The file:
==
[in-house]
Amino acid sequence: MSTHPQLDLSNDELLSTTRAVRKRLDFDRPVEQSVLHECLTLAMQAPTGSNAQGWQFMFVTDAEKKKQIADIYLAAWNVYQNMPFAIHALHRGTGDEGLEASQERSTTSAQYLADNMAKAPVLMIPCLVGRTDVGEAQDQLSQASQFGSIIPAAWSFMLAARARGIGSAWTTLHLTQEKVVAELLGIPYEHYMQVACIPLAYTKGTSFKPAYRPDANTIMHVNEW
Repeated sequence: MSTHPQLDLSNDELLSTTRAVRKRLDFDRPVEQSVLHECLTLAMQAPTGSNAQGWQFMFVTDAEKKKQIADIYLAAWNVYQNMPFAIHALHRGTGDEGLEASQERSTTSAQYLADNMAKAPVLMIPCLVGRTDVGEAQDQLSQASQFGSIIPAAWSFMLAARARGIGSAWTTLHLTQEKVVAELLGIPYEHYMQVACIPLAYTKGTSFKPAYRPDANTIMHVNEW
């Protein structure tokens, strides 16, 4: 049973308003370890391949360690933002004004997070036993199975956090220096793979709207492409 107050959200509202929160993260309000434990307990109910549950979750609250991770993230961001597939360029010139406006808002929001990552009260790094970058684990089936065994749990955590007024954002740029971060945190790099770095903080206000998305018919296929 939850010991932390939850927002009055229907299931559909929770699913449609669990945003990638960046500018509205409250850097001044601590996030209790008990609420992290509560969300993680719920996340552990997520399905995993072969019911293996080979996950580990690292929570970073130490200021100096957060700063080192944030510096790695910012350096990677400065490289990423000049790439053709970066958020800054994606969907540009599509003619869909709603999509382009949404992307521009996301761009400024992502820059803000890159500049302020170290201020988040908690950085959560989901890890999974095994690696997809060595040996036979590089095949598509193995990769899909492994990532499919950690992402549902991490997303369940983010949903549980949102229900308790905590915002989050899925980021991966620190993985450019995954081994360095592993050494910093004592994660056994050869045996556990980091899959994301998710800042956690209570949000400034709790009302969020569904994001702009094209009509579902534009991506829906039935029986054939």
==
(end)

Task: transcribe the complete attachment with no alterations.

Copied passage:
[in-house]
Amino acid sequence: MSTHPQLDLSNDELLSTTRAVRKRLDFDRPVEQSVLHECLTLAMQAPTGSNAQGWQFMFVTDAEKKKQIADIYLAAWNVYQNMPFAIHALHRGTGDEGLEASQERSTTSAQYLADNMAKAPVLMIPCLVGRTDVGEAQDQLSQASQFGSIIPAAWSFMLAARARGIGSAWTTLHLTQEKVVAELLGIPYEHYMQVACIPLAYTKGTSFKPAYRPDANTIMHVNEW
Repeated sequence: MSTHPQLDLSNDELLSTTRAVRKRLDFDRPVEQSVLHECLTLAMQAPTGSNAQGWQFMFVTDAEKKKQIADIYLAAWNVYQNMPFAIHALHRGTGDEGLEASQERSTTSAQYLADNMAKAPVLMIPCLVGRTDVGEAQDQLSQASQFGSIIPAAWSFMLAARARGIGSAWTTLHLTQEKVVAELLGIPYEHYMQVACIPLAYTKGTSFKPAYRPDANTIMHVNEW
């Protein structure tokens, strides 16, 4: 049973308003370890391949360690933002004004997070036993199975956090220096793979709207492409 107050959200509202929160993260309000434990307990109910549950979750609250991770993230961001597939360029010139406006808002929001990552009260790094970058684990089936065994749990955590007024954002740029971060945190790099770095903080206000998305018919296929 939850010991932390939850927002009055229907299931559909929770699913449609669990945003990638960046500018509205409250850097001044601590996030209790008990609420992290509560969300993680719920996340552990997520399905995993072969019911293996080979996950580990690292929570970073130490200021100096957060700063080192944030510096790695910012350096990677400065490289990423000049790439053709970066958020800054994606969907540009599509003619869909709603999509382009949404992307521009996301761009400024992502820059803000890159500049302020170290201020988040908690950085959560989901890890999974095994690696997809060595040996036979590089095949598509193995990769899909492994990532499919950690992402549902991490997303369940983010949903549980949102229900308790905590915002989050899925980021991966620190993985450019995954081994360095592993050494910093004592994660056994050869045996556990980091899959994301998710800042956690209570949000400034709790009302969020569904994001702009094209009509579902534009991506829906039935029986054939």